Use this URL to cite or link to this record in EThOS: https://ethos.bl.uk/OrderDetails.do?uin=uk.bl.ethos.752648
Title: Diurnal signalling of the vitamin A metabolite, retinoic acid, and its role in the mammalian pineal gland
Author: Ashton, Anna
ISNI:       0000 0004 7425 7765
Awarding Body: University of Aberdeen
Current Institution: University of Aberdeen
Date of Award: 2018
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Abstract:
Vitamin A is an essential dietary component which primarily acts through its active metabolite, retinoic acid (RA), a potent transcriptional regulator that also has non-genomic activities. There is increasing evidence for a role for vitamin A in the regulation of circadian rhythms, and previous studies suggest that it serves important roles in the pineal gland, an integral component of the circadian system due to its function of melatonin production. However very little is currently known about how these effects are mediated, or about RA signalling in the pineal gland. This study aimed to establish whether RA is synthesised in the rat pineal gland and determine its role here. This included investigating whether RA is subject to diurnal changes in synthesis and signalling, and examining its involvement in the key rhythms in this gland: melatonin synthesis, kinase activation and clock gene expression. Organotypic culture of rat pineal glands, qPCR and western blotting were among the techniques employed to do this, as well as RA quantification using a reporter cell line. The rat pineal gland was found to produce RA and robust diurnal changes in synthesis were detected. Furthermore, diurnal changes in expression of RA signalling genes suggested there are corresponding changes in RA activity. RA was not found to rapidly regulate Aanat transcription, melatonin synthesis or clock gene expression in vitro, however it was found to rapidly down-regulate extracellular signal-regulated kinase (ERK) 1/2 phosphorylation. Furthermore, strong cytoplasmic expression of RA receptor α was detected in pinealocytes. These results suggest RA has a non-genomic role in the pineal gland and may be involved in driving the diurnal rhythm in kinase activation.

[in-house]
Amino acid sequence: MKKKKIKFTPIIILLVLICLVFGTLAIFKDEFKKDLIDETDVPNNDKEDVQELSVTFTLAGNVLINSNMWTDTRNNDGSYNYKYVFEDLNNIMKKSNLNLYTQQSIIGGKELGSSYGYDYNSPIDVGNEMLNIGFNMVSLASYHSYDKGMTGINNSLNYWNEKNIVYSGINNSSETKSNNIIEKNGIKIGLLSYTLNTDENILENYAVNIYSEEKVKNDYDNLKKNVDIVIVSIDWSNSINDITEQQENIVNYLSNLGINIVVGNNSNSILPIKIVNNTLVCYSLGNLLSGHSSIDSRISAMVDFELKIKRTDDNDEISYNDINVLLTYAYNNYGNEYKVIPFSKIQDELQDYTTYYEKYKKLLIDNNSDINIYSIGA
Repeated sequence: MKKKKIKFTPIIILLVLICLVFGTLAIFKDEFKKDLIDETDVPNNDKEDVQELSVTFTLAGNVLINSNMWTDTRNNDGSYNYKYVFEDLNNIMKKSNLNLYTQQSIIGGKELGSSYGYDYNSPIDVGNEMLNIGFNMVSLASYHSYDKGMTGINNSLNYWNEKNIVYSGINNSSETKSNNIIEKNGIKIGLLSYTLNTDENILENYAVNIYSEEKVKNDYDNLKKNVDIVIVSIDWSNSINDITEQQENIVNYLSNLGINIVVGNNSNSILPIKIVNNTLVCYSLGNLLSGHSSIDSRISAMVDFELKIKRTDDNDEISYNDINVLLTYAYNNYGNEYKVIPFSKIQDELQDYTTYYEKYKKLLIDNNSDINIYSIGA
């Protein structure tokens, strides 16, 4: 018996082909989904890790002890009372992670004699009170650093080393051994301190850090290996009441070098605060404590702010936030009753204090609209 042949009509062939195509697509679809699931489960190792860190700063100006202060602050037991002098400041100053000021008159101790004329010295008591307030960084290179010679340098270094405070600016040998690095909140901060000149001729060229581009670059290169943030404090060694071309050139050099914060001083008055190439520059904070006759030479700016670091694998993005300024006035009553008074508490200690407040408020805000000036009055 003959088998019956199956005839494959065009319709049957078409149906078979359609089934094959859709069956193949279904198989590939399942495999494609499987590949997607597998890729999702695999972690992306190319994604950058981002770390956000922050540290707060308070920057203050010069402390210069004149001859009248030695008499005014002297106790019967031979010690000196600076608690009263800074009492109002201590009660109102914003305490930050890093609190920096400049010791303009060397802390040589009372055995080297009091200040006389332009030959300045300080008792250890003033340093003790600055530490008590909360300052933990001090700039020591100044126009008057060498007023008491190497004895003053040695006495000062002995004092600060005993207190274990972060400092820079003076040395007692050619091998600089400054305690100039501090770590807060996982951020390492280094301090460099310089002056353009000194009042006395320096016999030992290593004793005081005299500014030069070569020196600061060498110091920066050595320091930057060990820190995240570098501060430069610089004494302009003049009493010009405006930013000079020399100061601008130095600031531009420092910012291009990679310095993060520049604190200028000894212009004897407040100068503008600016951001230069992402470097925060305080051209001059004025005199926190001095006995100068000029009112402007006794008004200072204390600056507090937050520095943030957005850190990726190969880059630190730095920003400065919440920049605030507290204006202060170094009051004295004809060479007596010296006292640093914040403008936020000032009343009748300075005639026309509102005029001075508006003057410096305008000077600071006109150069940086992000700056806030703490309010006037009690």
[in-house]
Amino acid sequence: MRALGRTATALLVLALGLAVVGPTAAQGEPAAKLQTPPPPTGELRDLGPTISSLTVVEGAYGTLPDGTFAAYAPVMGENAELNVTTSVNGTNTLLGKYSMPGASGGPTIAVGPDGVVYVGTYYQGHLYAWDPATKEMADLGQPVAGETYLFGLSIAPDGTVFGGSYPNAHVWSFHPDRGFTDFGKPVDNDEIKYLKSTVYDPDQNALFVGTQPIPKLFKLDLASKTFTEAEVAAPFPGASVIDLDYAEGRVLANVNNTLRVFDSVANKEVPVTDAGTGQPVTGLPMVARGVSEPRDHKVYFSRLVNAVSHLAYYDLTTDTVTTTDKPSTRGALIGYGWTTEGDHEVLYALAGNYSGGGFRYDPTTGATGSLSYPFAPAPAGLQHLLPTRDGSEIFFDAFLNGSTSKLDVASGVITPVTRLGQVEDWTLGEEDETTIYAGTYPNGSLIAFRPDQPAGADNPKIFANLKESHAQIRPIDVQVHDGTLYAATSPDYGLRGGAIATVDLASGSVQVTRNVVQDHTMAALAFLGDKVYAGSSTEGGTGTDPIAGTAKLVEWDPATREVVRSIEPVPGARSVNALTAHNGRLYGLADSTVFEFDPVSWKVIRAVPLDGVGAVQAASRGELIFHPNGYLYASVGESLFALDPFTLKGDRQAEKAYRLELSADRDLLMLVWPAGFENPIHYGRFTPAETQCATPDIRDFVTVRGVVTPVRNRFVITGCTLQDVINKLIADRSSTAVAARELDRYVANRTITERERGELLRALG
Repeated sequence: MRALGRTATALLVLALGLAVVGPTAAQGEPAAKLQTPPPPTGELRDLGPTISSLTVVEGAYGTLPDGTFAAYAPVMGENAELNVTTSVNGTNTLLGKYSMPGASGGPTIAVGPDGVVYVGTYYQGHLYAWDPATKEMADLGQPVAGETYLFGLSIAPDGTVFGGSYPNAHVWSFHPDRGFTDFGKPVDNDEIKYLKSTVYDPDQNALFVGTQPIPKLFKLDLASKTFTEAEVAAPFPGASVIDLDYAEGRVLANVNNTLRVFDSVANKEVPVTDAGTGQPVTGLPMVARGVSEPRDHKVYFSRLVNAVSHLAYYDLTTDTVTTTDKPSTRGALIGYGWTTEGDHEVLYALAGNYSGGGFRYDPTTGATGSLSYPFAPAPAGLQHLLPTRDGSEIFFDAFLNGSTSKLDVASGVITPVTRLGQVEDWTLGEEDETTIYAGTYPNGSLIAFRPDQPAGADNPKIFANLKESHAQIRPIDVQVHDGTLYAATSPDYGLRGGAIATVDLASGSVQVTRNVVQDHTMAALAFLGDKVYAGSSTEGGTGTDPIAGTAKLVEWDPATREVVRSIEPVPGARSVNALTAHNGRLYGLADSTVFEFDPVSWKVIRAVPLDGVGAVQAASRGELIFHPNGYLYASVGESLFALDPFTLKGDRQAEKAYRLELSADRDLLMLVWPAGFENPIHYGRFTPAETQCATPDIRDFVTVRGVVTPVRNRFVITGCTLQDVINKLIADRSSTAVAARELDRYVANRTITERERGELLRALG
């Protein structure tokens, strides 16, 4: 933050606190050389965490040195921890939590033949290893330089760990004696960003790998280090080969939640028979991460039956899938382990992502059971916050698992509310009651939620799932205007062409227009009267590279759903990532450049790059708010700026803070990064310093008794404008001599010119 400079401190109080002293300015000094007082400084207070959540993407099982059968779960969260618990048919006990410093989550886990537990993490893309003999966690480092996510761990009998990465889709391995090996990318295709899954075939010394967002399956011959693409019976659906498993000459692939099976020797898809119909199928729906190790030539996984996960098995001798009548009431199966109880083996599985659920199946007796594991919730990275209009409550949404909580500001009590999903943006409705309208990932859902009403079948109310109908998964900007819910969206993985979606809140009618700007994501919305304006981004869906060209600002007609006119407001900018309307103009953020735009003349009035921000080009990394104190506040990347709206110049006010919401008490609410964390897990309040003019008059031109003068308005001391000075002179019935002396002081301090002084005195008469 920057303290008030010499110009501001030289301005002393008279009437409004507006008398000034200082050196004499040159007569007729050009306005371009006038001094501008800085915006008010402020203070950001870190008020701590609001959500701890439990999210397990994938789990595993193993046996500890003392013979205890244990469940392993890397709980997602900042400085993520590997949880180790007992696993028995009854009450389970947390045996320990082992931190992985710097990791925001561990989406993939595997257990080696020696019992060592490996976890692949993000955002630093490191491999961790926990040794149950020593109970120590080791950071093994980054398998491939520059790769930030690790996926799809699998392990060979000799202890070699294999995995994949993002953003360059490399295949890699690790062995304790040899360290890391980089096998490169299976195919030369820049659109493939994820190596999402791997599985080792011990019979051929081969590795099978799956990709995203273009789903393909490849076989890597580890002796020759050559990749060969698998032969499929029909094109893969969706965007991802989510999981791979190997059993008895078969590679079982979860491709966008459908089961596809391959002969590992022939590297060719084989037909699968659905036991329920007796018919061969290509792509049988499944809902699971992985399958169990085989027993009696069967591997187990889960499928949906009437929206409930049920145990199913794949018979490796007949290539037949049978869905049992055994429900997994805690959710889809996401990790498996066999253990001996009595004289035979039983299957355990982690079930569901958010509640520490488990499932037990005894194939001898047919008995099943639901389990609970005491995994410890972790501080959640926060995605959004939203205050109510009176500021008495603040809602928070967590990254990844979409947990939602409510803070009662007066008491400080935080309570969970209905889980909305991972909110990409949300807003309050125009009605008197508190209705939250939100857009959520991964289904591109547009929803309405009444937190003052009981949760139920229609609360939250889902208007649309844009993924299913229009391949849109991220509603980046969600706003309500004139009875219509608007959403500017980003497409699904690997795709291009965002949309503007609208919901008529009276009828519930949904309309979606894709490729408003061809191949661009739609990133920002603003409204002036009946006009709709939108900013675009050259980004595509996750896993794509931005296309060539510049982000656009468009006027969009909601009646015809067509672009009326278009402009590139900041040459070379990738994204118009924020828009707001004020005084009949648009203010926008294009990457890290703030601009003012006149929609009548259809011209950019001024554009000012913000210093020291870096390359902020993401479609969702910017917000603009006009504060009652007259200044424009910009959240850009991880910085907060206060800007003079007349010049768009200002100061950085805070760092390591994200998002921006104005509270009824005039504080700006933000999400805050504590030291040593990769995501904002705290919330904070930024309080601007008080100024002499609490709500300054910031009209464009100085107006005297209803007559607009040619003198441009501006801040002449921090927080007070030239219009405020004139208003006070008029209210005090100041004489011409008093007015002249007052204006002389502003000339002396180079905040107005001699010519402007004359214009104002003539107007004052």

Supervisor: McCaffery, Peter Sponsor: Biotechnology and Biological Sciences Research Council (BBSRC) ; East of Scotland Bioscience Doctoral Training Partnership
Qualification Name: Thesis (Ph.D.) Qualification Level: Doctoral
EThOS ID: uk.bl.ethos.752648  DOI: Not available
Keywords: Tretinoin ; Circadian rhythms ; Melatonin ; Pineal gland
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